Borrero, who was born in Puerto Rico , came to New York when he was 4. He and his brother were raised by their single mother, Noelia Maldonado, who toiled at a jewelry factory and sold Avon products.
"There's nothing wrong with welfare if you need it," Borrero said.
"But my mother was determined to earn a living and support us. She wanted the best for us; she is a very strong woman."
His mother dealt well with her son's notorious candor until he and a "big, huge, and heavy teacher" named Mrs. Hunter crossed paths when he was 10.
The teacher got so furious with Borrero that she pulled his ears, digging her nails into them, he said. He was so appalled that he took a milk tray and threw it at her.
Soon, he found himself on a plane to Puerto Rico .
"My mother said she just couldn't control me," Borrero said. "One day she told me she was sending me to Puerto Rico for a few years."
His mother, who is 72 and lives in Vineland, refuses to listen to his show. If she happens to walk into a room where it is on, Borrero said, she swiftly turns the dial to another station.
"She knows how I am," he said. "She, better than anyone, knows this is me. But she's a very traditional person. She thinks I'm too bold, and she thinks that because of my boldness, someday something bad is going to happen to me."
Borrero says he receives threats but just tosses them in the trash, because they are not signed.
"I don't pay attention to cowards who say threatening things, in letters or phone calls, but don't identify themselves," he said.
"Everything I've ever said or written has had the name Gerson Borrero on it very clearly."
Cuban exiles can attest to that. A group of exiles is planning to boycott WADO over what they consider anti-Cuban slights during shows about Elian Gonzalez, the Cuban boy who survived a shipwreck that killed his mother in her attempt to reach the United States.
Borrero, who thinks the United States should return the boy to his father in Cuba, accused some exile groups of using the issue "to raise money for their own benefit."
Cuban-exile callers, many of whom advocate keeping the boy in the United States, engaged in almost daily barbs with Borrero on the radio.
They accused Borrero of being pro-Castro, which he says is untrue, and told him not to meddle in Cuban-exile affairs.
Borrero called them mequetrefes ("babbling pests") and turbas ("mobs"). He charged them with being as oppressive as Cuban leader Fidel Castro.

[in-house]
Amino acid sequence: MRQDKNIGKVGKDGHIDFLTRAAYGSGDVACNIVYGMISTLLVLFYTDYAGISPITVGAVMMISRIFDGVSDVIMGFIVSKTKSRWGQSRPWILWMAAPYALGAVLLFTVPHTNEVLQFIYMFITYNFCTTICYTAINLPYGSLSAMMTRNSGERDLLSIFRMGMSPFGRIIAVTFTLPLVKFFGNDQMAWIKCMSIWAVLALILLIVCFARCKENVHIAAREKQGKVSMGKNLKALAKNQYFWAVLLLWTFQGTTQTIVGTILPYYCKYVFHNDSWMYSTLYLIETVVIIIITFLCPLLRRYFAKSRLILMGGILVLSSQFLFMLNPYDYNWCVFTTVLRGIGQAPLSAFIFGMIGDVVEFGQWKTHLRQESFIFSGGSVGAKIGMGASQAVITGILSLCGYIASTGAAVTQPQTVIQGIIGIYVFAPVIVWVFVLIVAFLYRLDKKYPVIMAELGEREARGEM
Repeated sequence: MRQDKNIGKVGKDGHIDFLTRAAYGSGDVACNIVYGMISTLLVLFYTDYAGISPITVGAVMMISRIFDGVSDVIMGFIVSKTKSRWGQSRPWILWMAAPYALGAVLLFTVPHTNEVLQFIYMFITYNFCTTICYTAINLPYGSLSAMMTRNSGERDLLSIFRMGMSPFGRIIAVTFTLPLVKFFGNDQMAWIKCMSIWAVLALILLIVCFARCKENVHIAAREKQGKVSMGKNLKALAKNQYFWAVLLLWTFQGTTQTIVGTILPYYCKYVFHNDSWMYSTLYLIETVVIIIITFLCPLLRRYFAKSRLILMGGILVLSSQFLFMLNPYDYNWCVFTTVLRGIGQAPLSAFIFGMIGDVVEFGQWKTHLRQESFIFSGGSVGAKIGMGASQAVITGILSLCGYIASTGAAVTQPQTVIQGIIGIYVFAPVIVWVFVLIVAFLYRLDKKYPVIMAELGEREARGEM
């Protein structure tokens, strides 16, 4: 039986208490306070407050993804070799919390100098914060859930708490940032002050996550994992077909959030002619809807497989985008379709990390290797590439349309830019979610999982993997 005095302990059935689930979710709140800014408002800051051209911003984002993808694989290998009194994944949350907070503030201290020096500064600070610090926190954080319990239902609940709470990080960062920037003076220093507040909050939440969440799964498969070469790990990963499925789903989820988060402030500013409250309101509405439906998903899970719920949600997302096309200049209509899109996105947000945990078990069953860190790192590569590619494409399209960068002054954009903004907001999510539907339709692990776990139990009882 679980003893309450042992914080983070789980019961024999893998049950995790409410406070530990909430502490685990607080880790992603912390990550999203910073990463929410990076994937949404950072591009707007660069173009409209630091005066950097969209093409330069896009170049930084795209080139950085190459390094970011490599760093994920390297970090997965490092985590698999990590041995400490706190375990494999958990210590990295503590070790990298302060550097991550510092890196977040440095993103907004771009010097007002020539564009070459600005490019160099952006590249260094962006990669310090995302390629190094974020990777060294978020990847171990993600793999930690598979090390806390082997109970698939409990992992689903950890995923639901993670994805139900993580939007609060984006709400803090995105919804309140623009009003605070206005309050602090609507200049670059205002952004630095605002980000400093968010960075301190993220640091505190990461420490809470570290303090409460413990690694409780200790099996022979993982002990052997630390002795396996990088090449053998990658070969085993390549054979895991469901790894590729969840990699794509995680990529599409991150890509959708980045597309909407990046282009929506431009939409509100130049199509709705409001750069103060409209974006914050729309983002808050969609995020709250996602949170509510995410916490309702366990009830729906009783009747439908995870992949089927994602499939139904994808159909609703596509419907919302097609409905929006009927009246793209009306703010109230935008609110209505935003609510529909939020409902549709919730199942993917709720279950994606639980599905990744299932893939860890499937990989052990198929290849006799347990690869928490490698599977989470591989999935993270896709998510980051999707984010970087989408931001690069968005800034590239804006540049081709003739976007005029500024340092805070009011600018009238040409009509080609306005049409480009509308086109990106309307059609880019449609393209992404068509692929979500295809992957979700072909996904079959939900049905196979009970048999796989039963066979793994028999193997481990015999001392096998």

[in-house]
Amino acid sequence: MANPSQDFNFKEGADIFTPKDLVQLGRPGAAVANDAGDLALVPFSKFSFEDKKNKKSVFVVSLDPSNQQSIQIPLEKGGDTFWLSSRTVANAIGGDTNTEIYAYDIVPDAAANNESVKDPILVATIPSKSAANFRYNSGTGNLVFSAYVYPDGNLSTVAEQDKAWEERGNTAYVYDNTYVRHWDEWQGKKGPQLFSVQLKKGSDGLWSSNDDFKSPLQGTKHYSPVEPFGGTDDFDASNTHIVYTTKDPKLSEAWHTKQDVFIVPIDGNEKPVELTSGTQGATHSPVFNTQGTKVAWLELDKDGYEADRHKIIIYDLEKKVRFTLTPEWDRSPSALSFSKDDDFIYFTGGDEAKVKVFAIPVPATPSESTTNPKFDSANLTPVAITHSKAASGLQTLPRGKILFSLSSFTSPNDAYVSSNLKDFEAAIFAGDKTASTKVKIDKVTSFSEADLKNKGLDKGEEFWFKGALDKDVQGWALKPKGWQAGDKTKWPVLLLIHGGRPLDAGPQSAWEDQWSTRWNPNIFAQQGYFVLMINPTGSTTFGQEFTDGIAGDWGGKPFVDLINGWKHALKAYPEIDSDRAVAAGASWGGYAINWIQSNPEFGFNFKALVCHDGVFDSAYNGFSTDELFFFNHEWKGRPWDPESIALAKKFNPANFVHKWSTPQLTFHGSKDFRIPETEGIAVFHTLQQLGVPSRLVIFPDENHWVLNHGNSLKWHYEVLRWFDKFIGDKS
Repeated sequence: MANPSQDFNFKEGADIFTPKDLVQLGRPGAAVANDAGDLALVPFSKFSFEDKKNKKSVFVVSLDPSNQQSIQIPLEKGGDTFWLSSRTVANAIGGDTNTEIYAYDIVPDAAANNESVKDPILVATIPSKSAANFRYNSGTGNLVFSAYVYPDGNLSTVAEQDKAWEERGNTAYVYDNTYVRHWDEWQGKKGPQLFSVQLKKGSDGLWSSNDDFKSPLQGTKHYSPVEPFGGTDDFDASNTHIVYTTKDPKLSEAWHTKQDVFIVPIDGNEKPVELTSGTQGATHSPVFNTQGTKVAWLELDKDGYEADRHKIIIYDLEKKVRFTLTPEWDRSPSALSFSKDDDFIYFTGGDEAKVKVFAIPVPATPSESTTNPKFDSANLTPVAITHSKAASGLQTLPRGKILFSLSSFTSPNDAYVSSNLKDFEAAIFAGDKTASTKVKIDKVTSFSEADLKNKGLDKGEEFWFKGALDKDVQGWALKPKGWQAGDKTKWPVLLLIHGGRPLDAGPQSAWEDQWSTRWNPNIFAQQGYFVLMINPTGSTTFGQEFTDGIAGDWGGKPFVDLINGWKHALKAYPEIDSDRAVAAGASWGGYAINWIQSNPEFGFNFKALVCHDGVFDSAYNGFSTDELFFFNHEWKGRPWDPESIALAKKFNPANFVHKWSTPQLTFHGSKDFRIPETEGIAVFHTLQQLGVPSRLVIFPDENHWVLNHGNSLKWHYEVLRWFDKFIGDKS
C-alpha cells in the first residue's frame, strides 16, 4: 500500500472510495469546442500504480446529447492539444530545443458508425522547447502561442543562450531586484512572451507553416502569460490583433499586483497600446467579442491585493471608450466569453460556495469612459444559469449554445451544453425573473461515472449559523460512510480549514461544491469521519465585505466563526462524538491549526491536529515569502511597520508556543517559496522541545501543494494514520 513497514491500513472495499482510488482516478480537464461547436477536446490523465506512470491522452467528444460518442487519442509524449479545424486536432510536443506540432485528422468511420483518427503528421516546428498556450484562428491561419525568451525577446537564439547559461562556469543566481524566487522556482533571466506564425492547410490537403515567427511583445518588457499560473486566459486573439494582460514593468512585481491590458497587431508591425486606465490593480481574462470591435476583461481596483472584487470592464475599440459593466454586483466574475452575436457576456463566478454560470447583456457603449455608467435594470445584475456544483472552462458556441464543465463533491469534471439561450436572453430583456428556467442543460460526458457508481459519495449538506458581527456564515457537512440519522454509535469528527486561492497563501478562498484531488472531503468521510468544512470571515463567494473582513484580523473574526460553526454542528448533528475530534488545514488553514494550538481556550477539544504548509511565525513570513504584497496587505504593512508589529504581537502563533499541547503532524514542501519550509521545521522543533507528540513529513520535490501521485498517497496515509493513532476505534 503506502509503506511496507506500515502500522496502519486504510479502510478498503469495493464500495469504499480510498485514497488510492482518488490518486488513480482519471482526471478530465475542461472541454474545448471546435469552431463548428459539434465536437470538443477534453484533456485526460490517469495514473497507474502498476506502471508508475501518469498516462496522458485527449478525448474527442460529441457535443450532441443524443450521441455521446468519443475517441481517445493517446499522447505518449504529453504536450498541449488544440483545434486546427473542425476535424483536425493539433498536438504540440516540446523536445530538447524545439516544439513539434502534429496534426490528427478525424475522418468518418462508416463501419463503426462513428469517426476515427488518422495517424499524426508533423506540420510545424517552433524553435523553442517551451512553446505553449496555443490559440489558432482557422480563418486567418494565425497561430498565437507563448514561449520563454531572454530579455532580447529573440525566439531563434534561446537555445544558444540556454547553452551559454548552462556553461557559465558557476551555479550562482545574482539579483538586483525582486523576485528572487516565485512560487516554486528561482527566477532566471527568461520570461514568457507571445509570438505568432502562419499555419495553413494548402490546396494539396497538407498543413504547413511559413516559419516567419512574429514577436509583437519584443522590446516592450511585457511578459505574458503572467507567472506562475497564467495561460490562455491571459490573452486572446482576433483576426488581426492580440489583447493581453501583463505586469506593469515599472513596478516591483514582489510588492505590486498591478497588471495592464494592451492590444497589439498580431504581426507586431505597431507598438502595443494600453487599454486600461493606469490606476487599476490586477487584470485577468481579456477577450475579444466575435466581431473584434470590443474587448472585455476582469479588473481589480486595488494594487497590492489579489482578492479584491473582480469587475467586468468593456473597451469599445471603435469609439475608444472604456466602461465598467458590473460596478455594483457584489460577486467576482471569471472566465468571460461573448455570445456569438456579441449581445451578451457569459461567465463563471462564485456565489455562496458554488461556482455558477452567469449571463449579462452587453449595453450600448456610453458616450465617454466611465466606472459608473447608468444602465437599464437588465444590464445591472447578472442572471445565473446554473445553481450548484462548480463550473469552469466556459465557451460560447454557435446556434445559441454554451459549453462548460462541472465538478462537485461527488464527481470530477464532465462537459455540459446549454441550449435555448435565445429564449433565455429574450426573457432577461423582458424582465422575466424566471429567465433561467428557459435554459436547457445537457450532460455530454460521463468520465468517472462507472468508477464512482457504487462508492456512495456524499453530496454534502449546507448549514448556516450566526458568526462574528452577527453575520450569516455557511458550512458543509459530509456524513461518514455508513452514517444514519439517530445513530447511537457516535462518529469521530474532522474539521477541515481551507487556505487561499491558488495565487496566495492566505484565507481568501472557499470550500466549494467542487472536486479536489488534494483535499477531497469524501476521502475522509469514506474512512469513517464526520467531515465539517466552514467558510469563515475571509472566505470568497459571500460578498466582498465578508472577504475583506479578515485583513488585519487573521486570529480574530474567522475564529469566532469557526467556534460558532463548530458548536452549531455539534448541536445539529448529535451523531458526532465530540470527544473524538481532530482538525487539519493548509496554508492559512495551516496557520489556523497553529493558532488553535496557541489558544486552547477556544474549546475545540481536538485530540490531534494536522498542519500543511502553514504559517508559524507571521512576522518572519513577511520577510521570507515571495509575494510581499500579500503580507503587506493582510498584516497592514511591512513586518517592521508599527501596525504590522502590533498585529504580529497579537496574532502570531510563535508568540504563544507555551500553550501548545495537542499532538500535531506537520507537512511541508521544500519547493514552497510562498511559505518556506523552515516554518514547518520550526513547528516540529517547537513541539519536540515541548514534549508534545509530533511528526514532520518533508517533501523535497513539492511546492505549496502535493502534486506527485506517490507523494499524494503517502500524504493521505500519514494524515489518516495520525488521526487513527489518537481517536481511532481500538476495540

Callers from other Latino communities joined in the criticism of the Cubans.
Jose Manuel Alvarez, a Cuban-American and an aide to Rep. Robert Menendez, D-Union City, said: "The success of Cubans in this country is hated by certain people who are envious. They like what he says because they want to hate. What he did with programs about Elian was divide the Hispanic community, turn one group against the other.
"We ignored his insults at the beginning," said Alvarez, who plans to participate in the boycott and has called WADO to complain about Borrero. "But now the Cuban community is fed up. Once you insult and attack and reduce yourself to name-calling, insight and dialogue end, and a war begins."
Borrero shakes his head over the reaction of the Cuban exiles.
"That's one group I'm talking about a part of the community that's been hard," he said. "Do I wish that Elian could be with his father in a country where he might have more freedom and live a better life? Of course. I'm just saying that at this point, the 6-year-old child needs to be with his father. But those mequetrefes don't want to hear that.
"I am not anti-Cuban," he added. "I am an equal-opportunity offender."
If there is one thing that unsettles program director Ortiz about the "Bajo Fuego" show, which translates to "Under Fire," it's the name-calling.
"I thought that his comment about Nydia Velazquez's ovaries was going a bit too far," Ortiz said. "I don't want to change Gerson. I would never censor him. I'd ruin him
if I did. But I want him to control himself when he's talking to people, not use insults." Borrero said he has tried to heed Ortiz's advice, but failed.
He just doesn't see how "dummy," "imbecile," and "ignoramus" constitute insults, he said. "If someone is an imbecile, a pest, or a dummy, it's not an insult, it's the truth about what they are.
"It's about honesty," he said, "sending my message out in crystal- clear language. Some people might hate my guts, my irreverence.
But they can be sure that what they get from Gerson Borrero is from the heart and gut."